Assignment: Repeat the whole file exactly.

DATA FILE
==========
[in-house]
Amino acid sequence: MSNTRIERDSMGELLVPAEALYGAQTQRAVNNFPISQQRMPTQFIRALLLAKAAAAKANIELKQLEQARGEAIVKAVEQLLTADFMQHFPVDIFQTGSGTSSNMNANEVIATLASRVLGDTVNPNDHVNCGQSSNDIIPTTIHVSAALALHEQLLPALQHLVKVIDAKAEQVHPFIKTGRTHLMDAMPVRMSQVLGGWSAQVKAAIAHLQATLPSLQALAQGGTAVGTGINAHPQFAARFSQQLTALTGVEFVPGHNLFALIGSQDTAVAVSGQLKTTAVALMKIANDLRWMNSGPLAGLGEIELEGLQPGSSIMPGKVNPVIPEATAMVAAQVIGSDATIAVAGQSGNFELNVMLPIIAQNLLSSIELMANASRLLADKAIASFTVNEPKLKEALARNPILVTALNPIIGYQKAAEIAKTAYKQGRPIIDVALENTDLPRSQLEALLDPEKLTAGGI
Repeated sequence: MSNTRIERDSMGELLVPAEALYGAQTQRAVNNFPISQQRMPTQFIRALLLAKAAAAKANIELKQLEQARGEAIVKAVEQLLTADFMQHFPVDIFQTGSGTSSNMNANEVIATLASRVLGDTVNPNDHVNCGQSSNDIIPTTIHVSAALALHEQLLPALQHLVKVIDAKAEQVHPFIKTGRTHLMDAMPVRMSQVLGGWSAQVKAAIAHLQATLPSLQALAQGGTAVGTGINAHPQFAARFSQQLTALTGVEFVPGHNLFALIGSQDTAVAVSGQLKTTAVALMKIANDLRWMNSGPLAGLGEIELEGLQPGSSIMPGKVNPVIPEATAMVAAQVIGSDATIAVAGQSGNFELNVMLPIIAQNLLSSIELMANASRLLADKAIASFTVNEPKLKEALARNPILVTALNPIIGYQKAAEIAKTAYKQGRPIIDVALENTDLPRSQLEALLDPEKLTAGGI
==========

[in-house]
Amino acid sequence: MSNTRIERDSMGELLVPAEALYGAQTQRAVNNFPISQQRMPTQFIRALLLAKAAAAKANIELKQLEQARGEAIVKAVEQLLTADFMQHFPVDIFQTGSGTSSNMNANEVIATLASRVLGDTVNPNDHVNCGQSSNDIIPTTIHVSAALALHEQLLPALQHLVKVIDAKAEQVHPFIKTGRTHLMDAMPVRMSQVLGGWSAQVKAAIAHLQATLPSLQALAQGGTAVGTGINAHPQFAARFSQQLTALTGVEFVPGHNLFALIGSQDTAVAVSGQLKTTAVALMKIANDLRWMNSGPLAGLGEIELEGLQPGSSIMPGKVNPVIPEATAMVAAQVIGSDATIAVAGQSGNFELNVMLPIIAQNLLSSIELMANASRLLADKAIASFTVNEPKLKEALARNPILVTALNPIIGYQKAAEIAKTAYKQGRPIIDVALENTDLPRSQLEALLDPEKLTAGGI
Repeated sequence: MSNTRIERDSMGELLVPAEALYGAQTQRAVNNFPISQQRMPTQFIRALLLAKAAAAKANIELKQLEQARGEAIVKAVEQLLTADFMQHFPVDIFQTGSGTSSNMNANEVIATLASRVLGDTVNPNDHVNCGQSSNDIIPTTIHVSAALALHEQLLPALQHLVKVIDAKAEQVHPFIKTGRTHLMDAMPVRMSQVLGGWSAQVKAAIAHLQATLPSLQALAQGGTAVGTGINAHPQFAARFSQQLTALTGVEFVPGHNLFALIGSQDTAVAVSGQLKTTAVALMKIANDLRWMNSGPLAGLGEIELEGLQPGSSIMPGKVNPVIPEATAMVAAQVIGSDATIAVAGQSGNFELNVMLPIIAQNLLSSIELMANASRLLADKAIASFTVNEPKLKEALARNPILVTALNPIIGYQKAAEIAKTAYKQGRPIIDVALENTDLPRSQLEALLDPEKLTAGGI